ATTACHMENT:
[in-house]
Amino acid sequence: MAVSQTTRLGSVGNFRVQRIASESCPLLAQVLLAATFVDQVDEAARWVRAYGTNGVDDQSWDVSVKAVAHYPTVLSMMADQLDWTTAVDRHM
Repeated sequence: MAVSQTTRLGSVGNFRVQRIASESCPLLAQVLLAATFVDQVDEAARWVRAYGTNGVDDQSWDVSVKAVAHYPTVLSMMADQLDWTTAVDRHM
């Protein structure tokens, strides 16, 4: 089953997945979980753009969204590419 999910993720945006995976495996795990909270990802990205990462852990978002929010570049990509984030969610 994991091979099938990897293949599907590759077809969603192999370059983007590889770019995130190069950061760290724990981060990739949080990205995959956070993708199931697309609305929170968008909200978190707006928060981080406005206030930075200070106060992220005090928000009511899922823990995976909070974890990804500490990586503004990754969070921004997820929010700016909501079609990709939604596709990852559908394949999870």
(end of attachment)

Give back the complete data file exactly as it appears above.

[in-house]
Amino acid sequence: MAVSQTTRLGSVGNFRVQRIASESCPLLAQVLLAATFVDQVDEAARWVRAYGTNGVDDQSWDVSVKAVAHYPTVLSMMADQLDWTTAVDRHM
Repeated sequence: MAVSQTTRLGSVGNFRVQRIASESCPLLAQVLLAATFVDQVDEAARWVRAYGTNGVDDQSWDVSVKAVAHYPTVLSMMADQLDWTTAVDRHM
């Protein structure tokens, strides 16, 4: 089953997945979980753009969204590419 999910993720945006995976495996795990909270990802990205990462852990978002929010570049990509984030969610 994991091979099938990897293949599907590759077809969603192999370059983007590889770019995130190069950061760290724990981060990739949080990205995959956070993708199931697309609305929170968008909200978190707006928060981080406005206030930075200070106060992220005090928000009511899922823990995976909070974890990804500490990586503004990754969070921004997820929010700016909501079609990709939604596709990852559908394949999870």